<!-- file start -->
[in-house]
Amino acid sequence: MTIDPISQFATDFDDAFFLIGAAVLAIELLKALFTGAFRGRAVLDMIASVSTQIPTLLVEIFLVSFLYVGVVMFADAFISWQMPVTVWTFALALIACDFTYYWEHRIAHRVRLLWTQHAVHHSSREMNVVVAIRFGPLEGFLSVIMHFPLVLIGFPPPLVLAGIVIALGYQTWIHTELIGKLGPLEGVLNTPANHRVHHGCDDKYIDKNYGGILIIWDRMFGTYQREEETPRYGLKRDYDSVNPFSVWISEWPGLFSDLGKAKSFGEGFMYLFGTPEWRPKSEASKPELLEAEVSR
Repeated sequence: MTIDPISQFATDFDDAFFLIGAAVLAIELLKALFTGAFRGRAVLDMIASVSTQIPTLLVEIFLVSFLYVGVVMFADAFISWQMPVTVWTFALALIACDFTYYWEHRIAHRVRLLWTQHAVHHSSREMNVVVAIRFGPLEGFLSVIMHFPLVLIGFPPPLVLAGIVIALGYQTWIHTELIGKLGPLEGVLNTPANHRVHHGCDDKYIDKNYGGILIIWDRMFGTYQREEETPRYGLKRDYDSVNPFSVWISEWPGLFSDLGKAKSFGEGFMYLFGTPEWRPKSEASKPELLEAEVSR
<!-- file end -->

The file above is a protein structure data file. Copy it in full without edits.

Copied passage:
[in-house]
Amino acid sequence: MTIDPISQFATDFDDAFFLIGAAVLAIELLKALFTGAFRGRAVLDMIASVSTQIPTLLVEIFLVSFLYVGVVMFADAFISWQMPVTVWTFALALIACDFTYYWEHRIAHRVRLLWTQHAVHHSSREMNVVVAIRFGPLEGFLSVIMHFPLVLIGFPPPLVLAGIVIALGYQTWIHTELIGKLGPLEGVLNTPANHRVHHGCDDKYIDKNYGGILIIWDRMFGTYQREEETPRYGLKRDYDSVNPFSVWISEWPGLFSDLGKAKSFGEGFMYLFGTPEWRPKSEASKPELLEAEVSR
Repeated sequence: MTIDPISQFATDFDDAFFLIGAAVLAIELLKALFTGAFRGRAVLDMIASVSTQIPTLLVEIFLVSFLYVGVVMFADAFISWQMPVTVWTFALALIACDFTYYWEHRIAHRVRLLWTQHAVHHSSREMNVVVAIRFGPLEGFLSVIMHFPLVLIGFPPPLVLAGIVIALGYQTWIHTELIGKLGPLEGVLNTPANHRVHHGCDDKYIDKNYGGILIIWDRMFGTYQREEETPRYGLKRDYDSVNPFSVWISEWPGLFSDLGKAKSFGEGFMYLFGTPEWRPKSEASKPELLEAEVSR